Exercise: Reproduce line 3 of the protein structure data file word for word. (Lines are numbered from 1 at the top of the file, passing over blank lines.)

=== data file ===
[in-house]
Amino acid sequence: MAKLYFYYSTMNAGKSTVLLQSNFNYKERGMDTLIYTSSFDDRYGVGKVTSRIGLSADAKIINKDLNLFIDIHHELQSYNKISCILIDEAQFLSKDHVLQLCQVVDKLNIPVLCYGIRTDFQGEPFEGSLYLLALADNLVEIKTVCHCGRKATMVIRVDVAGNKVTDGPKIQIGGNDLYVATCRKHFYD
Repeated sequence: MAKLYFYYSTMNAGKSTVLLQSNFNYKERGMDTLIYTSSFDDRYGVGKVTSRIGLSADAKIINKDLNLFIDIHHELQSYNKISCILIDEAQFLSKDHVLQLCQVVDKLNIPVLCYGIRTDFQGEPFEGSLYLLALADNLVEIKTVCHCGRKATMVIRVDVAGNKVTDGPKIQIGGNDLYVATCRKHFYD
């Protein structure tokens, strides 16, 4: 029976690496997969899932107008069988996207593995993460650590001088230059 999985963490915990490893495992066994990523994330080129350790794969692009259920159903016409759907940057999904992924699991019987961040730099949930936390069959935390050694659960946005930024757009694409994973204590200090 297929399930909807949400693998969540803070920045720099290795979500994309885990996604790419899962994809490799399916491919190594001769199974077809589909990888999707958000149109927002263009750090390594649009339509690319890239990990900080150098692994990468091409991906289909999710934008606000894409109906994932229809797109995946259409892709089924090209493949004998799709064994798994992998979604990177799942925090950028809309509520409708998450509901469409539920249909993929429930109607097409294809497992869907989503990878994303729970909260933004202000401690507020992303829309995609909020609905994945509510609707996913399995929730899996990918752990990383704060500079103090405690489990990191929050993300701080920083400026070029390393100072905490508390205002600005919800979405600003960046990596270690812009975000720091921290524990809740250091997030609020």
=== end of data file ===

Repeated sequence: MAKLYFYYSTMNAGKSTVLLQSNFNYKERGMDTLIYTSSFDDRYGVGKVTSRIGLSADAKIINKDLNLFIDIHHELQSYNKISCILIDEAQFLSKDHVLQLCQVVDKLNIPVLCYGIRTDFQGEPFEGSLYLLALADNLVEIKTVCHCGRKATMVIRVDVAGNKVTDGPKIQIGGNDLYVATCRKHFYD